Computers That Influenced Me

I’ve been programming for about as long as I can remember, since sometime around the age of 7. During that 39 years I’ve used and learned with many computers.

Recently I decided to start collecting old computers, and needed to limit myself in some way because I could easily end up with a museum. Setting a limit to only computers that were influential in my life seemed like a good way to go.

I thought I'd share the memories I have about those computers.

Timex/Sinclair 1000 (a.k.a. Sinclair ZX-81)

Timex/Sinclair 1000
Timex/Sinclair 1000

My grandfather was a TV repairman, and around 1980-something the company he worked for started selling computers. I believe most of what they sold at that time was inexpensive machines, one of those being the Timex/Sinclair 1000, known to the rest of the world as the Sinclair ZX81. This little computer used a Zilog ZX80 processor in a very small plastic case with a flat membrane keyboard that was horrible to type on. I remember each key had multiple meanings depending on the modifier key you were holding down. Complex stuff for a 7 year old! I learned to program in BASIC, and although I don’t recall what I wrote, I remember making a bunch of silly things on the order of the classic:

20 GOTO 10

In addition to more complex variations making the text appear in different places around the display. Which brings me to the peripherals. We had a small, maybe 8” or so black and white TV, which I’m pretty sure was from Radio Shack, a cassette deck for saving data and programs to, and a small thermal printer, also made by Sinclair.

For those that might not been around for the “fun” that was the act of saving data to a cassette tape, let me tell you it was slow and painful. You put the cassette in, rewind it to the beginning, and then fast-forward the tape to the spot where your program was saved, which you had dutifully written down after looking at the counter on the cassette deck. One fun quirk that I also remember — All cassette decks were not created equal. The counter on one might not match another, so using the same one was important. After you find your place, you would type in a command on the ZX81 to initiate loading, and then hit play on the deck. After what seemed like at least 2 hours (but was more like 2 minutes) whatever you were loading would finish and you would tell it to RUN, starting our code.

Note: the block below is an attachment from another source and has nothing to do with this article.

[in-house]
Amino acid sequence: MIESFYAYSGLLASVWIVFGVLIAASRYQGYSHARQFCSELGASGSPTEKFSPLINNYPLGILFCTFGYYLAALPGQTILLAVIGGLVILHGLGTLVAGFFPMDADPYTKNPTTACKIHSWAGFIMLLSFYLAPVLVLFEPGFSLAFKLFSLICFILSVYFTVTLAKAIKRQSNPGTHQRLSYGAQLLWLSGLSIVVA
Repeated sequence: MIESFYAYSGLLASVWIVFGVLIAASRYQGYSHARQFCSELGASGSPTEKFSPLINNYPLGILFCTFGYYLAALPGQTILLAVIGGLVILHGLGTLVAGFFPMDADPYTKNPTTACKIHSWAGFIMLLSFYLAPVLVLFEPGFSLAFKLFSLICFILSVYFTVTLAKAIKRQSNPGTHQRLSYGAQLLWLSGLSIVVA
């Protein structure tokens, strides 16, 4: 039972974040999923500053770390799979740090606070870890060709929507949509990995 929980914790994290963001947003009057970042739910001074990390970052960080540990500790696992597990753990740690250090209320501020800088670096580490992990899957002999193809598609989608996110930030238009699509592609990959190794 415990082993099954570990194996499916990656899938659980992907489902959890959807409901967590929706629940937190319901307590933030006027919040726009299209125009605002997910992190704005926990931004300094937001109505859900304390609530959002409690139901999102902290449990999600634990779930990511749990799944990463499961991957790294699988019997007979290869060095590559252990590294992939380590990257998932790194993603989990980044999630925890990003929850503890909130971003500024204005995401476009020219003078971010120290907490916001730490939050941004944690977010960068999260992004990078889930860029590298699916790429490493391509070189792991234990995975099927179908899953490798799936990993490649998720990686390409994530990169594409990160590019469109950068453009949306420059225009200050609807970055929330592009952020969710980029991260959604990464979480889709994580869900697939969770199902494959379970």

IBM PCjr with sidecar and CRT
IBM PCjr with sidecar and CRT

Over the next few years, the company my Grandfather worked for started carrying newer, fancier computers. When the PCjr came out he helped my parents purchase one. I remember a lot of neat things about it: It had an infrared "chicklet" keyboard, no wires needed! You could get these expansions for it that snapped onto the right side of it, and you could stack up some number of them. I don’t recall us ever having any though. It also had two cartridge slots. I don’t think many cartridges were actually available, we had the BASIC one. It also had a matching display, and best of all it used 5-1/4” floppy disks.

I did a lot with this computer. Learned BASIC well, played tons of games and learned to program in Turbo Pascal.

Apple II Series

An Apple IIe
An Apple IIe

I never owned an Apple II until very recently. I did, however, use them in school. I of course played [The Oregon Trail](, and there were other educational games by MECC that I don’t remember as well. The one thing that I do remember is [Logo]( Logo was a programming language built for one thing - it made a cursor or “turtle” draw on the screen. You could create surprisingly complex designs with it. I don’t recall exactly which model of Apple II it was, but I would guess it was the Apple IIe.

Paul Rickards Shared a nice recursive Logo procedure for creating a spiral design:

IF :D > 200 [STOP]
POLYSPI (:D + :I) :A :I

Running the following:

POLYSPI 2 122 2

creates this image:

Logo "Polyspi" function rendered on an Apple IIc

Some years later the Apple IIc was released. It was a compact (thus the “c”) version of the Apple II platform that was portable, and looked sharp! It also had a matching green display that hovered above the machine by way of a mental stand. A friend of mine had one, and I drooled over it.

I just recently acquired and Apple IIc, with monitor and carrying case, and I’m currently learning 6502 programming.


IBM PS/2 Model 70
An IBM PS/2 Model 70

I had a few IBM PC-based clones long the way - an 8088 based machine (4.77mHz with 10mHz turbo button!), 80286, 80386, and 80486. But the next computer that really influenced by life was the IBM PS/2. During my junior and senior years of high school I took mechanical and architectural drafting respectively for the last half of my day. My school had acquired an IBM PS/2 with monitor and mouse. This was one of the 80386-based models, and it was to be used with AutoCAD R9. I became really good with AutoCAD, even entering and winning drafting competitions. I was fast, and it was fun. AutoCAD also introduced me to the AutoLISP programming language, a derivative of standard LISP. I found I really enjoyed automating things in AutoCAD, and later had a job as an draftsman where I spent far too much time programming in AutoLISP.